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Crafts Lives collects the memories and experiences of independent designer makers working in British studio crafts. It includes those working in ceramics, glass, metalwork, furniture, jewellery, textiles and book arts, as well as curators and exhibition organisers working across these disciplines.
In common with other National Life Story collections, Crafts Lives uses long biographical interviews to situate details of work and career within the context of an entire life. Descriptions of pieces made and the processes of making sit alongside each interviewee’s reflections on life as a craftsperson.
As well as an individual’s life story, the history of the crafts is also recorded. In the collection it is possible to find clusters of interviewees who were tutors, students and technicians in the same establishment at the same time, helping to build a vivid picture of craft education at places such as the Royal College of Art and the Central School of Arts and Crafts. The collection also maps the influences, friendships and collaborations between individual practitioners and across different generations of craftspeople, as well as the role of organisations such as the Crafts Council.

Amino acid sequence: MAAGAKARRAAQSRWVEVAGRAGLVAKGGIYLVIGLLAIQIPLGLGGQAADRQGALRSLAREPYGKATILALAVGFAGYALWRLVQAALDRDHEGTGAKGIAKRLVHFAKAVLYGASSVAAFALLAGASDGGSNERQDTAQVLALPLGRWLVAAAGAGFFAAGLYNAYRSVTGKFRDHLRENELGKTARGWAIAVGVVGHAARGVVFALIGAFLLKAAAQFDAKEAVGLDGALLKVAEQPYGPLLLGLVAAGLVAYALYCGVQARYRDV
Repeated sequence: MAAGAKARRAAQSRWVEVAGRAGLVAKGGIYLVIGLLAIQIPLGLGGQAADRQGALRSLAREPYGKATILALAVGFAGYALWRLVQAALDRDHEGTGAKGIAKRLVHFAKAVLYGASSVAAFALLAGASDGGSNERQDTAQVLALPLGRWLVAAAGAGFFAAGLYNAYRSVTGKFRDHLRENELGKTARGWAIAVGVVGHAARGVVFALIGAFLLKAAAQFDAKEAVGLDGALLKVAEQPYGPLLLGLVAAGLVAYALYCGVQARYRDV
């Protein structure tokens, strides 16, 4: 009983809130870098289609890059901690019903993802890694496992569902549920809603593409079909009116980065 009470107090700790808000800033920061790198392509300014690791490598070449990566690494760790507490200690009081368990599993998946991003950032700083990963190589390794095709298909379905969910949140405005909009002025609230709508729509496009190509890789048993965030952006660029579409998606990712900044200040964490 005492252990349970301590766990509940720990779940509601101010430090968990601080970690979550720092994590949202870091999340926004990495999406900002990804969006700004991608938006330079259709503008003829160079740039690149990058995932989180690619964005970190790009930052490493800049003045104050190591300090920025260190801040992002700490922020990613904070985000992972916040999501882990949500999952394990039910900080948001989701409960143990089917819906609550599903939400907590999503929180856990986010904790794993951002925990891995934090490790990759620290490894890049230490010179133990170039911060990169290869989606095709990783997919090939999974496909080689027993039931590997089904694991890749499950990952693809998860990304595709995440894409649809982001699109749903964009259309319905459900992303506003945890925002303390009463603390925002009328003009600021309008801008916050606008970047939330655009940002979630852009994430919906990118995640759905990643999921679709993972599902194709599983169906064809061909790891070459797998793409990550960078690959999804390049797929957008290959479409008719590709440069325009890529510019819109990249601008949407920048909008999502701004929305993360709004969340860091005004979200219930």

The project has been running since 1999 and has collected over 140 interviews. To explore the collection in detail, please search the Sound and Moving Image Catalogue. The catalogue reference for all recordings in the project is C960.
Over 80 of the Crafts Lives interviews are available for listening on British Library Sounds.
- James Beighton
- Annabelle Campbell
- Amanda Game
- Sarah Griffin
- Tanya Harrod
- Helen Joseph
- John Keatley
- Martina Margetts
Partners and sponsors
- The Ashley Family Foundation (formerly the Laura Ashley Foundation)
- Basketmakers’ Charitable Trust
- Furniture History Society
- J Paul Getty Junior Charitable Trust
- The Goldsmiths Company
- Nicholas and Judith Goodison’s Charitable Settlement
- John Keatley
- The Lisbet Rausing Charitable Fund
- Sir Siegmund Warburg’s Voluntary Settlement
Image: Mary Restieaux, Ikat woven silk textile, 1982. Image courtesy of Andra Nelki